Did you think we were going to go with “The Dark Knight?” No, that’s far too easy and really, it barely feels like a sequel to “Batman Begins” and it doesn’t entirely work as a follow up. “Batman Returns,” on the other hand, is an entirely different story.
Shedding the cumbersome cartoony settings and atmosphere that infected Tim Burton’s first “Batman” film, “Returns” tells a much darker story, focusing on the human nature of crime in Gotham City and the tragedy that can drive people to atrocities. Michelle Pfeifer and Danny DeVito both drive this point home beautifully, reflecting the tragedy that drove Bruce Wayne to fighting crime and the differences that drove their transformations into villains. Even better, the looming villain of the story is a businessman, controlling Catwoman and the Penguin as his pawns. Christopher Walken really delivers here and his plans are both wonderfully hammy and dramatically vile.
Plus, this movie is brutally, impressively dark. There’s not many films that have several plot points revolve around child murder, but this is one of them and the film is greatly improved because of it. It’s a masterful sequel that was followed up by a pair of awful follow-ups.
If action movies were all sent to a circle of hell, “Crank 2” would dominate lust. Jammed with as much over the top violence, ridiculous sexuality and rapid fire jokes as it can handle, it’s a movie that’s aiming to satisfy all of the basest instincts of the viewer.
Directors Neveldine/Taylor upped the ante from their first low budget action outing with a grander vision of cultural garbage and insanity, upping the intensity on every frame. Where the first movie opens with a lot of running and talking on cell phones, “Crank 2” has a gang member getting anally penetrated with a shotgun in the first four minutes. By no means is “Crank 2” cinema of the highest level, but this is movie making at its most consistently exciting, constantly creative and gloriously obscene best.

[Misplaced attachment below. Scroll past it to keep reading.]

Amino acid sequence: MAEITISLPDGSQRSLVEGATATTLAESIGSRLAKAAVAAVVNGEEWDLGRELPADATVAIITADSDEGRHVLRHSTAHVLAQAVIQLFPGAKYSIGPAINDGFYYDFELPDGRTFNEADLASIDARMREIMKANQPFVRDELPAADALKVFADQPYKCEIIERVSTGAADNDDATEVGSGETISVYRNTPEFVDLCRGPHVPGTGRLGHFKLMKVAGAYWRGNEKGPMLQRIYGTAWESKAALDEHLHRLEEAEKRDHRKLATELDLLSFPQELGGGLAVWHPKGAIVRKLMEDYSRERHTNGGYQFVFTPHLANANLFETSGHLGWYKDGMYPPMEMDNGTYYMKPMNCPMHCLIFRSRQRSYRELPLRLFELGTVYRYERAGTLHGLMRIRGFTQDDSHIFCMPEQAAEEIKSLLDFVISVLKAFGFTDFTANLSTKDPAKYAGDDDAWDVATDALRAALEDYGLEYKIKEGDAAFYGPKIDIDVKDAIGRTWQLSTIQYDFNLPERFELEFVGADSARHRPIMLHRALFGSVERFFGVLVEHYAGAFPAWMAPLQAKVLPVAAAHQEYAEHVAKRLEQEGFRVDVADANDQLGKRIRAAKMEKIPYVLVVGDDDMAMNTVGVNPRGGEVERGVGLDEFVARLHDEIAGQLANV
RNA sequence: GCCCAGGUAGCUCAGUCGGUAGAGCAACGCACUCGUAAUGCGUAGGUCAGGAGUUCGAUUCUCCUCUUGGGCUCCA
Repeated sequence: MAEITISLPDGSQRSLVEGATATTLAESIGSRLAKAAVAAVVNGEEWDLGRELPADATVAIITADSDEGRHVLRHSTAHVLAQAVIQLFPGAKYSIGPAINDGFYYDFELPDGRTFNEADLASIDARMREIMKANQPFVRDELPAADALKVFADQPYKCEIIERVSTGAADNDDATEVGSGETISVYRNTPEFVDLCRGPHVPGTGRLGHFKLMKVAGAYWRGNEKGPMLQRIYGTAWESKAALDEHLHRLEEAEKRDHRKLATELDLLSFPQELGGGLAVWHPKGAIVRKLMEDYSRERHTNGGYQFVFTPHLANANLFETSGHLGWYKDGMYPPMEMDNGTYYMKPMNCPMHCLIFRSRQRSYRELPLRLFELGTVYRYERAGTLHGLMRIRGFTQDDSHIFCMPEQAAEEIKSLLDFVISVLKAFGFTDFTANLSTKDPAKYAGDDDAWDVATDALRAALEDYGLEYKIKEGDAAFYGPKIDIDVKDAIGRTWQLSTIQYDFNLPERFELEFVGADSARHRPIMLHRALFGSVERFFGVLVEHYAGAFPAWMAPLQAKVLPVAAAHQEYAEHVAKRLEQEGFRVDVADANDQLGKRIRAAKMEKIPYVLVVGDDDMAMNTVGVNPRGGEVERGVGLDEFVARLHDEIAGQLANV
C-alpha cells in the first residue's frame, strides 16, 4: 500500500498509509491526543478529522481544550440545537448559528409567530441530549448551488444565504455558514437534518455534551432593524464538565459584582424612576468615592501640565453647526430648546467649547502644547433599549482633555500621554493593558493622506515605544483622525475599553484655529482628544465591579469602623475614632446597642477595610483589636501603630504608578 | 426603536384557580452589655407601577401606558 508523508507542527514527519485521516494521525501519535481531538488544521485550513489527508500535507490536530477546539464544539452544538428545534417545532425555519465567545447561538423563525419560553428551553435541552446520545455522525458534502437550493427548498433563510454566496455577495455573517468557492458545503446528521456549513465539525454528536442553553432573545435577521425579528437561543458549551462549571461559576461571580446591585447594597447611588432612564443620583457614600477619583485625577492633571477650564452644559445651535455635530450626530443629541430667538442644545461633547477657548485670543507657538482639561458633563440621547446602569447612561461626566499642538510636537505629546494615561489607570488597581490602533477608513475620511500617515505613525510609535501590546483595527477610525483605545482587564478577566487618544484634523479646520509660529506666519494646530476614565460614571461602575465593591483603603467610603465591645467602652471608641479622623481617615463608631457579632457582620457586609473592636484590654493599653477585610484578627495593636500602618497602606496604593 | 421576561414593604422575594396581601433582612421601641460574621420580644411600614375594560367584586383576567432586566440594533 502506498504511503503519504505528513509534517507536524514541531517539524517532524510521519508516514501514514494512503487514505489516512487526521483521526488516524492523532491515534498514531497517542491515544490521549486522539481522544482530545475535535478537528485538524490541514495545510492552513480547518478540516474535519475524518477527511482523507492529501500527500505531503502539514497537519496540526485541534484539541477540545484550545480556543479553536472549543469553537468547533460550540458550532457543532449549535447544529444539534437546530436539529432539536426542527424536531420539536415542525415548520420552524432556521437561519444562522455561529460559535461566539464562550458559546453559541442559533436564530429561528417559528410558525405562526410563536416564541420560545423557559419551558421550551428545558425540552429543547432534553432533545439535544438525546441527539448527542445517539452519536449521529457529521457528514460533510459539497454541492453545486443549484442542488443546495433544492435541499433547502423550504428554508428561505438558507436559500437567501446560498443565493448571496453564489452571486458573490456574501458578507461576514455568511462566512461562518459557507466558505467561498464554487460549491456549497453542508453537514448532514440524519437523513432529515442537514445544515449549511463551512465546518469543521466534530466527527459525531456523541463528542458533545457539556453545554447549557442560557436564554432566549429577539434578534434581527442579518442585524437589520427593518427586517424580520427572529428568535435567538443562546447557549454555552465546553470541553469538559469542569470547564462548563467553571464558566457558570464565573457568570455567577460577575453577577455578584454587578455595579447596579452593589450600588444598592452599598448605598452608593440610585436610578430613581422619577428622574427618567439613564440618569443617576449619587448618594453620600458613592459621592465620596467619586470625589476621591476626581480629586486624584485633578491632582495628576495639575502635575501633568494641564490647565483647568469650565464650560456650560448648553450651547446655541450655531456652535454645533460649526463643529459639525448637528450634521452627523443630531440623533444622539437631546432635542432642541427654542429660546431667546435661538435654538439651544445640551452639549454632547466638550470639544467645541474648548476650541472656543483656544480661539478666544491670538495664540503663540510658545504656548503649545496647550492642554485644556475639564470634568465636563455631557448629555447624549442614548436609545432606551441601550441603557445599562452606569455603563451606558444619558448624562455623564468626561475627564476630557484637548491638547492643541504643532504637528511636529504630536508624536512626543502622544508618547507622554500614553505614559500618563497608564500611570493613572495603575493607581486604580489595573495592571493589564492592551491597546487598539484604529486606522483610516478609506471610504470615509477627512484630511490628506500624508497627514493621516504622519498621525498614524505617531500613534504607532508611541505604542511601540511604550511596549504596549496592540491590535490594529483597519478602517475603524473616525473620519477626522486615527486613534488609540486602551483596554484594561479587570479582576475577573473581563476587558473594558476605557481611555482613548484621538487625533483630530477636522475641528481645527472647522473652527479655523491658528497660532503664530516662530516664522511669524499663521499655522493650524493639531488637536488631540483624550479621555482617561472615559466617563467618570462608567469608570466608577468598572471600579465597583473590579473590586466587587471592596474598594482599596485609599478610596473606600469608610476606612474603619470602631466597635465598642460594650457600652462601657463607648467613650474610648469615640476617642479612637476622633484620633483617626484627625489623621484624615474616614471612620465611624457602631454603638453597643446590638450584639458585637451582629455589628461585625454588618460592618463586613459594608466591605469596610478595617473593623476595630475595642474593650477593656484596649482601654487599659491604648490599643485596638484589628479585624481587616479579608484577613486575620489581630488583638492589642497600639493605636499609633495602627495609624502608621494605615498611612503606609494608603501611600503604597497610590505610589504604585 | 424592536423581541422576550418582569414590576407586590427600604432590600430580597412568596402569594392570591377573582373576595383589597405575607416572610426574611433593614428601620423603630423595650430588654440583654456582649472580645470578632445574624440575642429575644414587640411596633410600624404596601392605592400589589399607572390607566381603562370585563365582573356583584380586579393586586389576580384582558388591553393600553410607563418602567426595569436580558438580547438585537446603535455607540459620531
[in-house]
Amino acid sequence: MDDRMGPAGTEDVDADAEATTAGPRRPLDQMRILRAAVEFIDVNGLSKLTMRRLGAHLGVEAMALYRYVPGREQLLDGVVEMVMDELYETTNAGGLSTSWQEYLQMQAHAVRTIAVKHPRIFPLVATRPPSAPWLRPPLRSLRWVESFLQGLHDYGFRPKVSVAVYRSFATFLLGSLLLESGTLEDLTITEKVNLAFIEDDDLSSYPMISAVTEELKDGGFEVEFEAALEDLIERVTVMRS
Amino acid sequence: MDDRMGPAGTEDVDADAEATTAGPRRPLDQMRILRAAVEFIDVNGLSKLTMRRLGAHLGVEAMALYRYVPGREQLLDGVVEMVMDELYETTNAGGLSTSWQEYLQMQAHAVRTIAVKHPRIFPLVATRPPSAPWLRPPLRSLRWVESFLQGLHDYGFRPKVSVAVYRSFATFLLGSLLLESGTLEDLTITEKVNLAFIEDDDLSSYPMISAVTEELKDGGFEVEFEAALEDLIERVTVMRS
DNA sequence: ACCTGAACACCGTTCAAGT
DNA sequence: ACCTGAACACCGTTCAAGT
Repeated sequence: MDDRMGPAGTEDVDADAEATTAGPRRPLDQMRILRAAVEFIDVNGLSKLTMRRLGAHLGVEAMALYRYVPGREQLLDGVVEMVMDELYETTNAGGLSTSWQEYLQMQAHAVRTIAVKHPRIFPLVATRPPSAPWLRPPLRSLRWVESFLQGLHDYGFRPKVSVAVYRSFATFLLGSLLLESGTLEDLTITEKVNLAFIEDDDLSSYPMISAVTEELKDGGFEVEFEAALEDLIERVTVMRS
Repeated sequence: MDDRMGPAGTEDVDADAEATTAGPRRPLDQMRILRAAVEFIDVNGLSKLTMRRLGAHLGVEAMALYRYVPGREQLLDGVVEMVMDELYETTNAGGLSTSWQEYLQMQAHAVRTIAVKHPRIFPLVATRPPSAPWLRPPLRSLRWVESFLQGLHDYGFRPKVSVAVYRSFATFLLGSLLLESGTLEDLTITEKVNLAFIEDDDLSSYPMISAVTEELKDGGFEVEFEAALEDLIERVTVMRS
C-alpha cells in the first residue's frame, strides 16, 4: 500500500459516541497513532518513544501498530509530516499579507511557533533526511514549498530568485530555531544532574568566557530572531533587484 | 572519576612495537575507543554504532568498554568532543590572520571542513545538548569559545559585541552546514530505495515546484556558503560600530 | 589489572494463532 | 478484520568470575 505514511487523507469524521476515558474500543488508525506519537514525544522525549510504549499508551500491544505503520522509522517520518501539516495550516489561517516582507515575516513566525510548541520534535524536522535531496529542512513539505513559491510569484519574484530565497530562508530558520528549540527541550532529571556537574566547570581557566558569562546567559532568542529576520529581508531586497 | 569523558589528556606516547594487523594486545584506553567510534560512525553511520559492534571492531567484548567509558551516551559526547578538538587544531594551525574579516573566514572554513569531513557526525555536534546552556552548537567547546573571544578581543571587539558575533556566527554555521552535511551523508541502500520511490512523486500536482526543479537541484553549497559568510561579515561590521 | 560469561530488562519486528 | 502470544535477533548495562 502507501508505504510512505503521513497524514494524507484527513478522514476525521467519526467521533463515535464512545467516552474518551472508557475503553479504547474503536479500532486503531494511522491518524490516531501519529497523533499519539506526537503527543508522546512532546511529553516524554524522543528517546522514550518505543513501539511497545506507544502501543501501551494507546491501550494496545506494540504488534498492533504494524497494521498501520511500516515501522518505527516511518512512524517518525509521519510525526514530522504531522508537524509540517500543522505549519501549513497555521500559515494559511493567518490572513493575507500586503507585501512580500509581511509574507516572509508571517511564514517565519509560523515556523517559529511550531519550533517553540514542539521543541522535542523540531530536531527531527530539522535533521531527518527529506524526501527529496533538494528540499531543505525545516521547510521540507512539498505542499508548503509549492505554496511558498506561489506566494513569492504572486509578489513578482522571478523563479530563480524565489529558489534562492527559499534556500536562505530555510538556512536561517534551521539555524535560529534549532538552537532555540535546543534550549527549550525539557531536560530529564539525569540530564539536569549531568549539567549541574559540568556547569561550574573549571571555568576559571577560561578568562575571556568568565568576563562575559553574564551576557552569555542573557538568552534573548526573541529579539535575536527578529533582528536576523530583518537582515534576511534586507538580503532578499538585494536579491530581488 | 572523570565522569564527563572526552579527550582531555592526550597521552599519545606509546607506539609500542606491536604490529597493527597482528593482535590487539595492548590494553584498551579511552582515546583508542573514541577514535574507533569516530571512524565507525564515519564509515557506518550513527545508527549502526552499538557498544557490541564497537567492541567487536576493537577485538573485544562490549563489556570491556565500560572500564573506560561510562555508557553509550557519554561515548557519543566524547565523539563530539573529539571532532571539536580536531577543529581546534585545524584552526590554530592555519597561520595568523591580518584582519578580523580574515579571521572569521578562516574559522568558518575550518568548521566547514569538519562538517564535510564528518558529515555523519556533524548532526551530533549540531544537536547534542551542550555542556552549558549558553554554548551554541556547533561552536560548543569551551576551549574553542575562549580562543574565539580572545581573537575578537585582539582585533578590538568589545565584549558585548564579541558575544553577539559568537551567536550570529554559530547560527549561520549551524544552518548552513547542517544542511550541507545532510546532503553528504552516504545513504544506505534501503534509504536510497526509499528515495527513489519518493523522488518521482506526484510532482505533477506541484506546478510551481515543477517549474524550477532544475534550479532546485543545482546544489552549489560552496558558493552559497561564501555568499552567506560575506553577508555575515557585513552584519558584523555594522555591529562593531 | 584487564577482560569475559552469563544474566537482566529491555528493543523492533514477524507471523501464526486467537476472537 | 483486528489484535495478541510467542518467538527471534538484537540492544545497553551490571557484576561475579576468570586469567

Terminator 2: Judgement Day
Let’s be serious. The first “Terminator” is a good, but not exceptional movie. There’s a lot of mysteries that aren’t really answered, the action is OK, and Sarah Connor is such a clear rip off of Ripley from “Alien” fame that it hurts. James Cameron decided he was going to change all of that.
“Terminator 2” is the greatest action movie of all time. The pace is relentless, the stunts are incredible and the story doesn’t talk down to anyone. This is sci-fi action at its very best and even the CGI, a fairly new integration to filmmaking at the time, is rarely topped even today.
The thing most people forget about is that there is some fairly impressive character development here as well. Schwarzenegger’s evolution from killing machine to something of a substitute father for John Connor brings tension to the inevitable climax and bonds the characters in unexpected ways. Plus there are few movies that have as many great Schwarzenegger one liners. It all adds up to making “Terminator 2” not only the best action movie ever, but a strong competitor for the best sequel ever.
The first “Spiderman” did a decent job introducing Peter Parker and his newfound powers as the web slinger, but it suffered from poor visual effects and some cheesy humor that was toned down in the later films. “Spiderman 2” put the problems with being the superhero front and center and is a far better film because of it.